There's not much new in "Perfect Husbands (& Other Fairy Tales)," but Regina Barreca presents a medley of home truths and horse sense -- even snappily worded echoes of "The Prophet" -- in such an engaging way that the reader is likely not to care.
Dr. Barreca, author of "They Used To Call Me Snow White, But . . . I Drifted" and a professor of English and feminist theory at the University of Connecticut, blends humorous anecdote and straight sociological data in just the right mix, thereby entertaining and instructing (or reinforcing) at the same time.
"Perfect Husbands" is not an "it's all his fault" feminist tract. It is in part an attempt to answer Virginia Woolf's question of over 70 years ago -- why are women, judging from the library catalog, so much more interesting to men than men are to women? (This still seems to be the case.) It also tries to answer the question: Who has the better (or worse) deal? and presents typical situations and points of view of both genders that are often at odds and cause arguments and hard feelings.
Dr. Barreca's conclusion is that both genders are being exploited by each other in different ways at different times. She doesn't tally it up, but her stories and harder data show that the sexes come out evenly in advantages and disadvantages in their eternal battle.
For example, Sunday for the man is too much the day of being on call emotionally; indeed, Sunday seems to "reflect much larger issues of men's discontent with their role in a marriage." On the other hand, women see men as remaining distant to prove their masculinity; men also trivialize the feminine and impose authoritarian values on their relationships with women.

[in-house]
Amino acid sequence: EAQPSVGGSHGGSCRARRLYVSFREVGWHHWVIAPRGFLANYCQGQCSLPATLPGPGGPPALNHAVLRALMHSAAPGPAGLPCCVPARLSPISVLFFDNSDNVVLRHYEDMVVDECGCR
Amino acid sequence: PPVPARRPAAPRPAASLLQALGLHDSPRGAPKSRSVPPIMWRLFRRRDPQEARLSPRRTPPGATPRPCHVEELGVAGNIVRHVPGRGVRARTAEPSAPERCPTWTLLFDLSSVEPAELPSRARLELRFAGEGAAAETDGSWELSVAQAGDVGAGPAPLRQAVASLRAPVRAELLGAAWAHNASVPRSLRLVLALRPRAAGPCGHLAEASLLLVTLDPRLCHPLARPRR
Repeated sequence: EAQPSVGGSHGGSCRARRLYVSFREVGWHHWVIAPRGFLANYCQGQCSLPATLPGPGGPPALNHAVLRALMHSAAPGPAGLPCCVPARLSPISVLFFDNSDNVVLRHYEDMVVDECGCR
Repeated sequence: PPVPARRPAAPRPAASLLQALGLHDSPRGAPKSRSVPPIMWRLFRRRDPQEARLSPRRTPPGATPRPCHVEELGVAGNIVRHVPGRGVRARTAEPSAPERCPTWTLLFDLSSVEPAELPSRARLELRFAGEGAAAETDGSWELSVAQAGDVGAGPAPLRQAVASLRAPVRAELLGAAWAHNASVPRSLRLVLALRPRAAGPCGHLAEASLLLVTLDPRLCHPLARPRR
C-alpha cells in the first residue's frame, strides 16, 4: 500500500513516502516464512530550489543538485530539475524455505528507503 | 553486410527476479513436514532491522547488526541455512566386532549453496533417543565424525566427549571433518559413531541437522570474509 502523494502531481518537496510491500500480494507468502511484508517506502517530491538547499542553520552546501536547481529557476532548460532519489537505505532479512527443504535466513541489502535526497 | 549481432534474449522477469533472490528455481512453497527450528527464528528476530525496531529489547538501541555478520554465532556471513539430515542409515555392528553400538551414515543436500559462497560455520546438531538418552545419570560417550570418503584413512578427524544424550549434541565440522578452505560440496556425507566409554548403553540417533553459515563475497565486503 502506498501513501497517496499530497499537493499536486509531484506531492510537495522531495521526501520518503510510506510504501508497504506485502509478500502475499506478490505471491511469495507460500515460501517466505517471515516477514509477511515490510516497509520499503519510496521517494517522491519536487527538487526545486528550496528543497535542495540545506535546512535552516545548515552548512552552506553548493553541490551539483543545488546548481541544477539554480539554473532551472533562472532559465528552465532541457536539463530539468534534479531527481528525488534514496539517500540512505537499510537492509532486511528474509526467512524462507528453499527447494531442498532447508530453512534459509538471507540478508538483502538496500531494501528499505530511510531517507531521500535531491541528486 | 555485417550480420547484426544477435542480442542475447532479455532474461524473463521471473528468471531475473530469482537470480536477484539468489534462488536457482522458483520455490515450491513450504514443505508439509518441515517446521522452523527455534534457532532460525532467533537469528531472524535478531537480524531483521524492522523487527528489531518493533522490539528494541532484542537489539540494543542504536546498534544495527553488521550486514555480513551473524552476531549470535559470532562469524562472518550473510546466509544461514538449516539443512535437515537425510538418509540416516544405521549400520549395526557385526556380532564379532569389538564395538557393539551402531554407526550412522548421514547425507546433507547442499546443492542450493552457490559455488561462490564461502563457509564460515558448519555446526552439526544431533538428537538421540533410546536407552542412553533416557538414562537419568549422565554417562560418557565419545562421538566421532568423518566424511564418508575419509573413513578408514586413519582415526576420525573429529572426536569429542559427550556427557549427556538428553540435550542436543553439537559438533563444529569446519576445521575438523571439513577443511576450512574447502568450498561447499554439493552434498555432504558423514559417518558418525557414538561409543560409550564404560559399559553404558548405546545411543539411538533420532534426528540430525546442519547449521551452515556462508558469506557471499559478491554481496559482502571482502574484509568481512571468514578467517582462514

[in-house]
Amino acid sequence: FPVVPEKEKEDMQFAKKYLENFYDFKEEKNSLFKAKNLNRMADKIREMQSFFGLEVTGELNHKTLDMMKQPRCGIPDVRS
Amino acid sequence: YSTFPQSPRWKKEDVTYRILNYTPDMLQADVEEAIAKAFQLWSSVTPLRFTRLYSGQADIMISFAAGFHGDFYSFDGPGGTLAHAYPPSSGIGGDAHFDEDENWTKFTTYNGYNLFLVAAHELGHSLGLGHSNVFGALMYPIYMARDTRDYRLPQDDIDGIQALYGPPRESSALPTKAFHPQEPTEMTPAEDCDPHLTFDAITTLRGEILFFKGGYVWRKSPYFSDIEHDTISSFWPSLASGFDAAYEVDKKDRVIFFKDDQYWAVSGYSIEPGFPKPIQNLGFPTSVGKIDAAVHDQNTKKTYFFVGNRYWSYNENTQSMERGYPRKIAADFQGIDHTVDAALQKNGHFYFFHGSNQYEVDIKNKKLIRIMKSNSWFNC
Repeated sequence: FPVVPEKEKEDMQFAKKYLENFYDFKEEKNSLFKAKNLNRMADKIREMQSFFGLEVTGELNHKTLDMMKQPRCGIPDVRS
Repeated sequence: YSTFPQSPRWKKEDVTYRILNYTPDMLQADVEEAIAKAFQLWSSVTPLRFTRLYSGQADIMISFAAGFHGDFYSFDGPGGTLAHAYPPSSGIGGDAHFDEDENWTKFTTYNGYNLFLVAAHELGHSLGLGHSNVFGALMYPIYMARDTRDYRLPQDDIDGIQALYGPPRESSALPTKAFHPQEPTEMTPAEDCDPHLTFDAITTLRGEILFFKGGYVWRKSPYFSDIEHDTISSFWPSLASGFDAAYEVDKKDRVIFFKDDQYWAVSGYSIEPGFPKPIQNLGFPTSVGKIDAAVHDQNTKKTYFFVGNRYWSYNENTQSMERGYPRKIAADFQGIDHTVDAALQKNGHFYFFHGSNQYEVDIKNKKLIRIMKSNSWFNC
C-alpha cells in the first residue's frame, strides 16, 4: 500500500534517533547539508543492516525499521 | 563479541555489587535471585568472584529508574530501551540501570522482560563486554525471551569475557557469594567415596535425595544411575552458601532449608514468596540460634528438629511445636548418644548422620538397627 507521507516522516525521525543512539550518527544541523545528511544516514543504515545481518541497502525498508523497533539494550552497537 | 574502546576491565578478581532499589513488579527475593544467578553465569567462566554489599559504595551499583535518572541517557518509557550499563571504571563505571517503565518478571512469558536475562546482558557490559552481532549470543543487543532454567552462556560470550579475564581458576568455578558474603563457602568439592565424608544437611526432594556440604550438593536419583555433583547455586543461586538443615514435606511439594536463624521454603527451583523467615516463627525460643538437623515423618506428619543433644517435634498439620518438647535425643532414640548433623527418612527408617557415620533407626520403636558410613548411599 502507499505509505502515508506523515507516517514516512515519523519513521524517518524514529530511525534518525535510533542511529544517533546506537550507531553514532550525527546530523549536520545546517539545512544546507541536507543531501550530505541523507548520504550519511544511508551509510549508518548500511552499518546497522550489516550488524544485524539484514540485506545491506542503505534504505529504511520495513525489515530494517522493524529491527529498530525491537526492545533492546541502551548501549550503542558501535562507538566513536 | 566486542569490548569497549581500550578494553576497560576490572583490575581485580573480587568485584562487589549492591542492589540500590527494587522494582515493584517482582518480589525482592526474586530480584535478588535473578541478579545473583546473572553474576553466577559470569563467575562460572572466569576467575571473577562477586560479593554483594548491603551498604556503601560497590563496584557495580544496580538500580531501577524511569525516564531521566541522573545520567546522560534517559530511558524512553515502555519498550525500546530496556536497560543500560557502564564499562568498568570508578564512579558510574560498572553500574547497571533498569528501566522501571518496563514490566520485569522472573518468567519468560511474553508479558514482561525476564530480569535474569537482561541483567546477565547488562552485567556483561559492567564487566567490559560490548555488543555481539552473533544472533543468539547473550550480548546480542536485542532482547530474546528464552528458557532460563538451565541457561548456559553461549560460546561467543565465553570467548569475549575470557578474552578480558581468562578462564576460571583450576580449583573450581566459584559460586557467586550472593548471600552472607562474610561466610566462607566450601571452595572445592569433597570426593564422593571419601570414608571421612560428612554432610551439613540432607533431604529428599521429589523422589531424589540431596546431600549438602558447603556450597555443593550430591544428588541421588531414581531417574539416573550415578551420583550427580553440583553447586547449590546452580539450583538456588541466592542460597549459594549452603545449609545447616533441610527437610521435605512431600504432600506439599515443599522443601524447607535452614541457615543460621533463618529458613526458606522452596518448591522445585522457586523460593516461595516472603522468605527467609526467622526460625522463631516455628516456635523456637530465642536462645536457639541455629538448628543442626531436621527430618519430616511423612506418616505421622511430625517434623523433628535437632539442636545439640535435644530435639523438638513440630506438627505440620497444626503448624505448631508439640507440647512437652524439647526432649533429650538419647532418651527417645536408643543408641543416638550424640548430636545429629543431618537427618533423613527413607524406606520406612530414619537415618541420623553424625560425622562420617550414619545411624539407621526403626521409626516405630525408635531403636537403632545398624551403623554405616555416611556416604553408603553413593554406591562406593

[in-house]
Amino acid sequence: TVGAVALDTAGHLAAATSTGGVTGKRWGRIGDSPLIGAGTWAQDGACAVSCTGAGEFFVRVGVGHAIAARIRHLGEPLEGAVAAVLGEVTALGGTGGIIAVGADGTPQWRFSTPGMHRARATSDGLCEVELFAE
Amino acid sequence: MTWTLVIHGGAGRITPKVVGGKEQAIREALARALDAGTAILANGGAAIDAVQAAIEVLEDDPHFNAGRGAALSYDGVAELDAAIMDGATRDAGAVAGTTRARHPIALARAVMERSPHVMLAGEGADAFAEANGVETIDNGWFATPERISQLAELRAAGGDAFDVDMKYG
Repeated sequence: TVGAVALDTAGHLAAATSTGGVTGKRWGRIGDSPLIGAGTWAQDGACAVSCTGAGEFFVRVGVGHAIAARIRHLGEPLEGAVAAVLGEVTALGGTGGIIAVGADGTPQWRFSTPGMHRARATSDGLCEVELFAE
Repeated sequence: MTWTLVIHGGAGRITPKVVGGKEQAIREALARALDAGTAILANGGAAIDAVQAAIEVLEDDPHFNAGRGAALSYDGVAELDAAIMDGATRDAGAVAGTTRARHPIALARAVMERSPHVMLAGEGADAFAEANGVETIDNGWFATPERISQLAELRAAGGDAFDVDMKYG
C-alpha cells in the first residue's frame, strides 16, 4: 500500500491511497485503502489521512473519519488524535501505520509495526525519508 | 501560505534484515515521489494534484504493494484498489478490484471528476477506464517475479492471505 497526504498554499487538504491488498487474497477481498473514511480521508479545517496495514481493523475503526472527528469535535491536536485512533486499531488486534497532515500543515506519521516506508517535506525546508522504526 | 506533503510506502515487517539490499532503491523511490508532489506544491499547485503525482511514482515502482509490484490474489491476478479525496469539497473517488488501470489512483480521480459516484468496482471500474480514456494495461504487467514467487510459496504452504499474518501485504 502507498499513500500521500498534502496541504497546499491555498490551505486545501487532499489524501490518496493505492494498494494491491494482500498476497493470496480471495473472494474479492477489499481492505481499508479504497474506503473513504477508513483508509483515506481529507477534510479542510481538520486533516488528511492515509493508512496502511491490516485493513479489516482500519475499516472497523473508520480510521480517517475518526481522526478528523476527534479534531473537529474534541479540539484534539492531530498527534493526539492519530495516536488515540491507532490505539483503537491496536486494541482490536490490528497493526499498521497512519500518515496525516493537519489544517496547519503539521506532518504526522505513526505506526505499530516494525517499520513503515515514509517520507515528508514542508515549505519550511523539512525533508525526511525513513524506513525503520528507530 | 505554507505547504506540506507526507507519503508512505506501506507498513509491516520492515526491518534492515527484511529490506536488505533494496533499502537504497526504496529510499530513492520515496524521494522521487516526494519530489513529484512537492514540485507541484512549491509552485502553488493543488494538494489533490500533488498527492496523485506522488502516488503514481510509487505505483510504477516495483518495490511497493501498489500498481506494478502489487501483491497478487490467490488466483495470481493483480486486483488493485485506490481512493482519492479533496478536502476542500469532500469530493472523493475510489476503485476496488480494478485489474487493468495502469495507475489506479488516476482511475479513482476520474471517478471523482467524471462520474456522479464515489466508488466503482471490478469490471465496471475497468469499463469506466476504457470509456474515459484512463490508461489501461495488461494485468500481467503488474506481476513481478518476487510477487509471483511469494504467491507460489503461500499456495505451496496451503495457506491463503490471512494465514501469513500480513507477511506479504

Dr. Barreca recites a long list of inequities as perceived by both sides. Cultural conditioning for centuries has identified the female by her marital status, from the salutation Mrs. to Bride (but no Groom) magazine, and with harsh penalties (even today) if she's active sexually. Men think of marriage as a straitjacket; the very words "commitment" and "marriage" conjure up rules and restricted and uniform behavior.
Yet statistics show that men are happier than women in marriage. It is indeed an age-old mess, compounded by romantic illusions about each other and about romance itself. A French philosopher (unnamed) sums up a large part of the problem: "If no one had learned to read, very few people would be in love."
The author describes certain types who cause pain -- the cad, and conversely, the women who love cads; a man who needs to marry a "trophy" wife after discarding the same-age woman who raised his children; and the primal impact of the male's paycheck on a couple's perception of their financial situation. Happily, though, she has some solutions.
She suggests "an honest exchange of emotional information, without guilt or shame," and she stresses the significance of a woman's earning her own money: "it's better to marry a man who will be your soul support rather than your sole support."
In so doing, the man is released somewhat from the generations-old onus of being valued only for his ability to earn well. These are some steps toward a healthy journey from romance to reality.
I have a couple of quibbles. Ms. Barreca never clearly answers Virginia Woolf's question about the preponderance of men's writing about women vs. the dearth of women's writing about men. Also, the book has at least a dozen typos; such sloppiness is distracting.
Ann Egerton is a writer who lives in Baltimore.
Title: "Perfect Husbands (& Other Fairy Tales)"
Author: Regina Barreca
Publisher: Harmony Books
Length, price: 256 pages, $20